In a continuation of the epic saga chronicling the competition within the plant-based meat industry, Impossible Foods-branded chicken nuggets enter the market. In a CivicScience survey of 2,300 U.S. adults, 7% are very likely to give them a try while 15% are somewhat likely.

Young, city-dwellers focused on a vegetarian or vegan lifestyle are some of the most amped potential consumers. More than half of the vegetarian or vegan U.S. adults are extremely interested in Impossible Foods’ new nuggets. Slightly more than 10% of regular meat eaters expressed interest.

Not only are they young, but you could also place bets on the possibility that some of the first shoppers to buy Impossible Foods’ nuggets will be folks still living under their parents’ roof. 

Despite the youthful, financially-dependent picture painted above, correlations within the CivicScience database create a more descriptive profile of those looking for meat substitutes, specifically people excited about Impossible Foods’ nuggets. On the one hand, people who consider themselves more physically attractive than their peers are significantly more likely to try Impossible Foods’ nuggets. People who believe they are not overweight are also more likely to get a sample. People who feel good in their bodies tend to be open to tasting chicken nuggets made with plants.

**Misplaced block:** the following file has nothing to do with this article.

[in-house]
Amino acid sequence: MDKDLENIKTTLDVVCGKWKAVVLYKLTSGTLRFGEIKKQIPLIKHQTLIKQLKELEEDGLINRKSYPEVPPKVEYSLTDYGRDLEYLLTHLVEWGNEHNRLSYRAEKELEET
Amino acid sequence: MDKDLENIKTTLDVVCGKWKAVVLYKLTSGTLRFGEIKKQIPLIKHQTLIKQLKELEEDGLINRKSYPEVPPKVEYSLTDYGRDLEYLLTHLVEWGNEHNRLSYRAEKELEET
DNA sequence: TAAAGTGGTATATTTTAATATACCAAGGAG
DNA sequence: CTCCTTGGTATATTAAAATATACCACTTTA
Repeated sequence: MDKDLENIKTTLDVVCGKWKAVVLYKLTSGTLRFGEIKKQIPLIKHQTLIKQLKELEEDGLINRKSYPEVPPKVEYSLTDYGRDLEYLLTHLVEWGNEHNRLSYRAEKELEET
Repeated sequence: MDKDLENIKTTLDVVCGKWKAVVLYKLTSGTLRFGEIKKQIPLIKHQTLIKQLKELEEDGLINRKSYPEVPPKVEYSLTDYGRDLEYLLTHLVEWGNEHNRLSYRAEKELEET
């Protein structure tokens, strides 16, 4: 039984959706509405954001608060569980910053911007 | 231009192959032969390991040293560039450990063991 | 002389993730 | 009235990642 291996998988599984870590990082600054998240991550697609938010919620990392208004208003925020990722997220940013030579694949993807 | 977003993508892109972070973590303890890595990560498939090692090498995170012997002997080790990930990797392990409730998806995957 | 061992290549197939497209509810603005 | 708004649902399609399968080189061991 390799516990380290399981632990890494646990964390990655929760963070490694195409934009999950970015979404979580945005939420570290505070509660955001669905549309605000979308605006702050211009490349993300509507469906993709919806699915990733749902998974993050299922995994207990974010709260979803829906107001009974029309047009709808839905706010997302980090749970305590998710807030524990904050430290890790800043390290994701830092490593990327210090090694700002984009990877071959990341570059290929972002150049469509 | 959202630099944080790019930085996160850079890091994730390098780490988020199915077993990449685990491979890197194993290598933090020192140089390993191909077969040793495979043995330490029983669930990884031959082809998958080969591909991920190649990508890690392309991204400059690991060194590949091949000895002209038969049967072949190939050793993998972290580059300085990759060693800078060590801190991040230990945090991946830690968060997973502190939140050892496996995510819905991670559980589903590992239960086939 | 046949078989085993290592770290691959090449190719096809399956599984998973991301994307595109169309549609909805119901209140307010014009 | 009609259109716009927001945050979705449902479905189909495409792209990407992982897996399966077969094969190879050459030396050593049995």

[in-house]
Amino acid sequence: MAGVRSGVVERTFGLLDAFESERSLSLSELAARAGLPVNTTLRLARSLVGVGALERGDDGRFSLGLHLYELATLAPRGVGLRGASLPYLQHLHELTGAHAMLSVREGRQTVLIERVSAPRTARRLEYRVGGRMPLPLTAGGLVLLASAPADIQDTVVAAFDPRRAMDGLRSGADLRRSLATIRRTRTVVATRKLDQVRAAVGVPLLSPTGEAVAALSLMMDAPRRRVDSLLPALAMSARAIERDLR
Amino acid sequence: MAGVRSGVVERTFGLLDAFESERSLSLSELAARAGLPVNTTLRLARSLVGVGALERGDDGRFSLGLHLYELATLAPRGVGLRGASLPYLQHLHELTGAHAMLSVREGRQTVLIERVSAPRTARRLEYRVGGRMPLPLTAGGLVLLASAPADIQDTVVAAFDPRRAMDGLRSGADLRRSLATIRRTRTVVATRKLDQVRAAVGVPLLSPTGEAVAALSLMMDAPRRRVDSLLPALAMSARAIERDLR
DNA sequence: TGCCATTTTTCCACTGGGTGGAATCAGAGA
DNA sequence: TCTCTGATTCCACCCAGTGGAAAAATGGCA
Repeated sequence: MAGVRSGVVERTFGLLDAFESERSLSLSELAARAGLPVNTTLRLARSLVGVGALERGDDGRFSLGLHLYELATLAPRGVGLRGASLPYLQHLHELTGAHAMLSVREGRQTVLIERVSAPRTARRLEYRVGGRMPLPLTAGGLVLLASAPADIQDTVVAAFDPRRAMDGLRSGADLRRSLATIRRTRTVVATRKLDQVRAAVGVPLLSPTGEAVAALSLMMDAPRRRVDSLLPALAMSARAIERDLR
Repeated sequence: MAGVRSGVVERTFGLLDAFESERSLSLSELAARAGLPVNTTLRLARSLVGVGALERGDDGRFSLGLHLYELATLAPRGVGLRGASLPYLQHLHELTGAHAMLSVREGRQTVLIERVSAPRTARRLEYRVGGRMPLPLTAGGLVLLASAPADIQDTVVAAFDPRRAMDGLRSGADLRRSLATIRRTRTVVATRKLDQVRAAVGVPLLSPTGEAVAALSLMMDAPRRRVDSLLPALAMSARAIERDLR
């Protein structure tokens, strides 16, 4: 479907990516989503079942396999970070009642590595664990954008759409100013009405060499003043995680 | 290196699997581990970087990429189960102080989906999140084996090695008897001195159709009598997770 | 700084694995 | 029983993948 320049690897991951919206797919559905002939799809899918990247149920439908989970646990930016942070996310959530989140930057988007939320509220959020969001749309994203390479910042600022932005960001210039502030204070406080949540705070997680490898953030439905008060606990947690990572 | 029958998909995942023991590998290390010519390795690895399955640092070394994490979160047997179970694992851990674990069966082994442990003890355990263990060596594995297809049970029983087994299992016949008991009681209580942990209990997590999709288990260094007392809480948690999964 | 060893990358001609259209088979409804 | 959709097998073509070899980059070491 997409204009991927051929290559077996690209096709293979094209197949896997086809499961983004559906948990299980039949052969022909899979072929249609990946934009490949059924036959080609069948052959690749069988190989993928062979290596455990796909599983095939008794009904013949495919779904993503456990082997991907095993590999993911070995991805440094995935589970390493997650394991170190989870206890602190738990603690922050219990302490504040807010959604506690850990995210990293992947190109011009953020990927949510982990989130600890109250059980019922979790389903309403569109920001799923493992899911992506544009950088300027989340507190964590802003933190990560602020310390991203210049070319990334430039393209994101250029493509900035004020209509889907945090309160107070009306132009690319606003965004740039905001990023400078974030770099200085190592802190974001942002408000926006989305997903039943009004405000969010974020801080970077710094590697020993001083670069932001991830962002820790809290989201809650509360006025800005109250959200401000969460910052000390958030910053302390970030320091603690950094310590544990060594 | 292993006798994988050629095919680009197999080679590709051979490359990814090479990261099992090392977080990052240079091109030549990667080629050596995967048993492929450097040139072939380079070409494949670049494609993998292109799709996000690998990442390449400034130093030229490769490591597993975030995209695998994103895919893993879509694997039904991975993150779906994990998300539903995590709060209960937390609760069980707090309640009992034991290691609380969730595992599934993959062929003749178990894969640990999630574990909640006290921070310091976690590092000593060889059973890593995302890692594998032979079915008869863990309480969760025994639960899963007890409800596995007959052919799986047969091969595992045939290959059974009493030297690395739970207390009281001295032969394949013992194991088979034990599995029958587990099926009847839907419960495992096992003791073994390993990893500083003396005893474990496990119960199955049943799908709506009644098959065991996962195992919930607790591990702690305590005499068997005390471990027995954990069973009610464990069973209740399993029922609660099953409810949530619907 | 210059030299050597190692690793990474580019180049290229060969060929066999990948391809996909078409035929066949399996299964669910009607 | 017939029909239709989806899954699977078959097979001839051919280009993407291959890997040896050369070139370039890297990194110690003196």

Taking it a step further, people who have had cosmetic or weight loss surgery over-index in their hype for the new plant-based meat option. 

These correlations suggest body image and weight are significant influences over consumers considering meat substitutes. Between people who reportedly eat healthy and those who don’t, the data indicated minimal differences in likelihood to try Impossible Foods chicken nuggets. In other words, healthy-eating habits are not necessarily a proxy for interest in plant-based chicken nuggets (or at least those made by Impossible Foods).

Red meat isn’t the only food staple in American diets that’s being redefined. Poultry, pork, and who knows what are on the chopping block, and motivation to try meat alternatives stems from many places, one of which is “does this shirt make me look fat?”